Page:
Weight-Loss Surgery for Severely Obese Teens Safe
(HealthDay News) – Half of severely obese adolescents who undergo weight-loss surgery have several major comorbid conditions, but the short-term safety profile of the surgery is positive, according to a study published online Nov. 4 in JAMA Pediatrics.
Thomas H. Inge, MD, PhD, from the Cincinnati Children's Hospital Medical Center, and colleagues examined clinical characteristics and safety in 242 patients (≤19 years) who underwent weight-loss surgery from 2007–2011 by laparoscopic Roux-en-Y gastric bypass, vertical sleeve gastrectomy, or adjustable gastric banding.
The researchers found that the mean body mass index was 50.5kg/m², and 51% of patients had four or more major comorbid conditions. Although there were no deaths during hospitalization or within 30 days of surgery, 8% of patients had major complications (re-operation) and 15% of patients had minor complications (re-admission for dehydration). All major complications and 85% of minor complications were related to the surgery.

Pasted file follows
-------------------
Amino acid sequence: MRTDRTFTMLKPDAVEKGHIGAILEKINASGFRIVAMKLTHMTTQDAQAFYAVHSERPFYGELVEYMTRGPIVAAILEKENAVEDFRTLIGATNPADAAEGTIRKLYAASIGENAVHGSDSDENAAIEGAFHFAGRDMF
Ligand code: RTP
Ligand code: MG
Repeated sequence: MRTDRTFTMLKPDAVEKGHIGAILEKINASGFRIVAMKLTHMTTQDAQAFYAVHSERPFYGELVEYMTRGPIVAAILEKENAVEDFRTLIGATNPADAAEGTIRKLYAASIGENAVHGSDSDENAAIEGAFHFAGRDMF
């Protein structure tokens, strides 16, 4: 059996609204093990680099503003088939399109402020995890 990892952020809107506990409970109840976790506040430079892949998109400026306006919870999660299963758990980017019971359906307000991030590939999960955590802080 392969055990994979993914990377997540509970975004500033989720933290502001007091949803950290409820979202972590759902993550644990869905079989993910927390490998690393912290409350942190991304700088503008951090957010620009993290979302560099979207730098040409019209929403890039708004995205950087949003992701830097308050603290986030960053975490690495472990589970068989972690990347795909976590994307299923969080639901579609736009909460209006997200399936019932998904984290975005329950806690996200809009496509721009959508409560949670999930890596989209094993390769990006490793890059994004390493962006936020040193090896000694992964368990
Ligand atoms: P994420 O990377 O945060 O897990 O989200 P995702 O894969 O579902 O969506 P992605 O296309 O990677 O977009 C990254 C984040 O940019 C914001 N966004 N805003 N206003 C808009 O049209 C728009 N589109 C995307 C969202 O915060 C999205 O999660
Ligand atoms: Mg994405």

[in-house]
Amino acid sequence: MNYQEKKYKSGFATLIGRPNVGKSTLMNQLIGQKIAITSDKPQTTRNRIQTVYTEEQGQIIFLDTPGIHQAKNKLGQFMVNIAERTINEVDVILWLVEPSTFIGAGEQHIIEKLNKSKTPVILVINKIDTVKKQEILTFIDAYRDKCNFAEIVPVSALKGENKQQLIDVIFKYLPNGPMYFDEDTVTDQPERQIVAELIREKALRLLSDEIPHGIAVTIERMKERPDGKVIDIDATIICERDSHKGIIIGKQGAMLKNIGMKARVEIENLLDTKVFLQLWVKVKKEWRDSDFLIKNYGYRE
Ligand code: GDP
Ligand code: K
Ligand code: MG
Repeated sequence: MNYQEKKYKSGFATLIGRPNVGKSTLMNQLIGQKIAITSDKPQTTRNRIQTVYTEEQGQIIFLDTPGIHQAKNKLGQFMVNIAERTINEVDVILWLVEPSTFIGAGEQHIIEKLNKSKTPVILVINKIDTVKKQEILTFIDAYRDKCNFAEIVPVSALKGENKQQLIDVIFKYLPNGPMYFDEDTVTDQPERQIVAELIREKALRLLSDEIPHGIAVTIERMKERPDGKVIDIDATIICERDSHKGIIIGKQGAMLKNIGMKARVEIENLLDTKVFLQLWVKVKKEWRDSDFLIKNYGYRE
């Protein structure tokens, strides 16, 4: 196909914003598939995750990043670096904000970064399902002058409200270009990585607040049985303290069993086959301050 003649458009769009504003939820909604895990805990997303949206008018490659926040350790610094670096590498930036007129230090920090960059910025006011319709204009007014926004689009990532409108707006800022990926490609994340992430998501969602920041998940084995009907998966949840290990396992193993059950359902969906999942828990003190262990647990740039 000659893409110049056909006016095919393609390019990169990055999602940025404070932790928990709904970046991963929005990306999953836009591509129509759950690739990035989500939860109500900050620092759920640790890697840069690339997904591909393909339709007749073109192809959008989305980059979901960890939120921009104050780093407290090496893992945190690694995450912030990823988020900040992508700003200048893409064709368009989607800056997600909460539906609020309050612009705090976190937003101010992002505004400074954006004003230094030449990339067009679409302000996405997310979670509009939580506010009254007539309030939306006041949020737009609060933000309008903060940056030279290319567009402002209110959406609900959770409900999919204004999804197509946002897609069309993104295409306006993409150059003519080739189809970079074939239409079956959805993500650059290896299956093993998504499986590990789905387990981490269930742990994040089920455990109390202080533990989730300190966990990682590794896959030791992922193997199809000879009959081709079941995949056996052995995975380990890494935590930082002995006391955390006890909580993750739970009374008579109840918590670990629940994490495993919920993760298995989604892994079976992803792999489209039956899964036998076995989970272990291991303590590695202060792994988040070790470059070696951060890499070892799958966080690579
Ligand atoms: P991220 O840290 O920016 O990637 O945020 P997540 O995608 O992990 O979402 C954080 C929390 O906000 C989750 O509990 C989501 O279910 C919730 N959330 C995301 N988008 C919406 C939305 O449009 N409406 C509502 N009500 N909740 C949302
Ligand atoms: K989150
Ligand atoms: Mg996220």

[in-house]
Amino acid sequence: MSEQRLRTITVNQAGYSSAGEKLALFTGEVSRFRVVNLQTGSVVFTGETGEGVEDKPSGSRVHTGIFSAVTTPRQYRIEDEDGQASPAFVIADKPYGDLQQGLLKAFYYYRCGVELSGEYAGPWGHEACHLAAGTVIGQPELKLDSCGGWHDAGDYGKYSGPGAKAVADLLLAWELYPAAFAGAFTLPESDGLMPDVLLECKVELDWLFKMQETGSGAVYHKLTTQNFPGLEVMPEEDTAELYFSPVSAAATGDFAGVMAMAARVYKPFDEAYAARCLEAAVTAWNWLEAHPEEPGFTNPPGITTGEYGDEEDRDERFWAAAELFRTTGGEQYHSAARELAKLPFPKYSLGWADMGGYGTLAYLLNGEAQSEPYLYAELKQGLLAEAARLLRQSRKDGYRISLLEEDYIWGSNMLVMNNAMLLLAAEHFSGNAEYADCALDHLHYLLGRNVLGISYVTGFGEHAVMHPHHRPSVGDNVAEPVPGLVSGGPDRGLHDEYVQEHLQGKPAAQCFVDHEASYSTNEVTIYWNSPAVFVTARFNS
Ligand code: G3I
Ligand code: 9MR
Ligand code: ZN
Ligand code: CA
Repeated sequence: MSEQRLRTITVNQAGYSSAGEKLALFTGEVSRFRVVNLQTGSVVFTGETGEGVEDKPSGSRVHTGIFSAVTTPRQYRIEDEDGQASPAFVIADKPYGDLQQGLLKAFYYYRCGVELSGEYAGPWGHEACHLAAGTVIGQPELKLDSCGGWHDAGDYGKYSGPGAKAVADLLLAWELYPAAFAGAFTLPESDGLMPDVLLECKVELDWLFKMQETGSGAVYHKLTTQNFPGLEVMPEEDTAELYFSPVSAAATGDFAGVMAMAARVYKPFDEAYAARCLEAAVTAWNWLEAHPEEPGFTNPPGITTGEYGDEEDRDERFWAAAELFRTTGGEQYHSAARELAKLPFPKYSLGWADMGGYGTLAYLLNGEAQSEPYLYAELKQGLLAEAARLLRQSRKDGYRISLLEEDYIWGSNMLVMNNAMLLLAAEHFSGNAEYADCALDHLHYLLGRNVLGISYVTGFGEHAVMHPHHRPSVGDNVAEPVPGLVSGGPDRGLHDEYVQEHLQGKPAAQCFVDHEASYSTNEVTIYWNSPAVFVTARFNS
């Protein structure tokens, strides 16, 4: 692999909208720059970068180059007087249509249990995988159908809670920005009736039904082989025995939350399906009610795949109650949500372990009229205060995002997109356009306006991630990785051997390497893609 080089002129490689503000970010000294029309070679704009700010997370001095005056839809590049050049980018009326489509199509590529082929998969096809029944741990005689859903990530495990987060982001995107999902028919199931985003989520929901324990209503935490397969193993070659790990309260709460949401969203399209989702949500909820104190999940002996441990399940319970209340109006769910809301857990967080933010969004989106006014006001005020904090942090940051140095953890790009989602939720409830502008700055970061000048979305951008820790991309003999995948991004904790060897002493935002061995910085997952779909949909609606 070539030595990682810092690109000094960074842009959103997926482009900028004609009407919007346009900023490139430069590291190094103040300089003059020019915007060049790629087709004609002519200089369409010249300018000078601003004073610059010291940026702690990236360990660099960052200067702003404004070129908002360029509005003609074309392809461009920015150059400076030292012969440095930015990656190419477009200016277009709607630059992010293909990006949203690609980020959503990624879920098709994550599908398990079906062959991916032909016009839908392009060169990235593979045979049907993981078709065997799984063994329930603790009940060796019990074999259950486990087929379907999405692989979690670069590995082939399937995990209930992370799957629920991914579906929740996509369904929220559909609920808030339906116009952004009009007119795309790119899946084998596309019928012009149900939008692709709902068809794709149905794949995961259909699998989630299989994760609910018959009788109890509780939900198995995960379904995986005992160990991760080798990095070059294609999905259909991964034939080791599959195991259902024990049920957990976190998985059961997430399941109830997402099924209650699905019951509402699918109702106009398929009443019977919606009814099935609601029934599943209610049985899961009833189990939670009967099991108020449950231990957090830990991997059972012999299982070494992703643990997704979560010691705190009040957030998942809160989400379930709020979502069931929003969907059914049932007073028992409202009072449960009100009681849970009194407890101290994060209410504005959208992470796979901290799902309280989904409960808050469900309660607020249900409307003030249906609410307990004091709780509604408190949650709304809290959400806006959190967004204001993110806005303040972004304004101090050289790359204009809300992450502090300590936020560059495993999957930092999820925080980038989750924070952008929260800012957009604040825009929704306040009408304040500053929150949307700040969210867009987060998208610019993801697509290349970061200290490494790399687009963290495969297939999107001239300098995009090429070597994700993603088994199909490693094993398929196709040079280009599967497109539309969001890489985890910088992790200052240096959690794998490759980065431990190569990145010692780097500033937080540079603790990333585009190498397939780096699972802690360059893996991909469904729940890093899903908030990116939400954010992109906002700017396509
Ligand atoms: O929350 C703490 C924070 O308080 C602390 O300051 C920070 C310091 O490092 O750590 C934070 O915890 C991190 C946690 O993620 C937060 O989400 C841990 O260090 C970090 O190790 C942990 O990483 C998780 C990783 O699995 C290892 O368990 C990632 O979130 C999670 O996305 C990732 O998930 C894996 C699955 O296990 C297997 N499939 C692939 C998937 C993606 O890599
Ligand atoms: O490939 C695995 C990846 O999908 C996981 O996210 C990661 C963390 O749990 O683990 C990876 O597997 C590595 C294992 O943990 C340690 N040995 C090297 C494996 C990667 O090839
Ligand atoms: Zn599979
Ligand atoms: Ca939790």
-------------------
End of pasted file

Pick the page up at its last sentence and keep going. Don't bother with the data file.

"In this series, adolescents with severe obesity presented with abundant comorbid conditions," Inge and colleagues write. "We observed a favorable short-term complication profile, supporting the early postoperative safety of weight-loss surgery in select adolescents."
Several authors disclosed financial ties to pharmaceutical and medical device companies.